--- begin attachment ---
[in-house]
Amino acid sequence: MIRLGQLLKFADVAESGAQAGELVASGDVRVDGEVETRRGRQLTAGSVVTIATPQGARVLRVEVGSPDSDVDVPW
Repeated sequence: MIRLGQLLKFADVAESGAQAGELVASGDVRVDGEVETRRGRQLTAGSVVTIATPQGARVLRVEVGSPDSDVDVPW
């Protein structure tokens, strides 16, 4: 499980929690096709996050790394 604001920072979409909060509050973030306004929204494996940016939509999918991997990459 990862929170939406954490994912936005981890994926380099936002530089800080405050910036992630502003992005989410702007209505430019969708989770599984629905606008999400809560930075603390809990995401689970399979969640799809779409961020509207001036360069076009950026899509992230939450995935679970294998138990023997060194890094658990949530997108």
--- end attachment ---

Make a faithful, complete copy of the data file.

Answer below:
[in-house]
Amino acid sequence: MIRLGQLLKFADVAESGAQAGELVASGDVRVDGEVETRRGRQLTAGSVVTIATPQGARVLRVEVGSPDSDVDVPW
Repeated sequence: MIRLGQLLKFADVAESGAQAGELVASGDVRVDGEVETRRGRQLTAGSVVTIATPQGARVLRVEVGSPDSDVDVPW
């Protein structure tokens, strides 16, 4: 499980929690096709996050790394 604001920072979409909060509050973030306004929204494996940016939509999918991997990459 990862929170939406954490994912936005981890994926380099936002530089800080405050910036992630502003992005989410702007209505430019969708989770599984629905606008999400809560930075603390809990995401689970399979969640799809779409961020509207001036360069076009950026899509992230939450995935679970294998138990023997060194890094658990949530997108």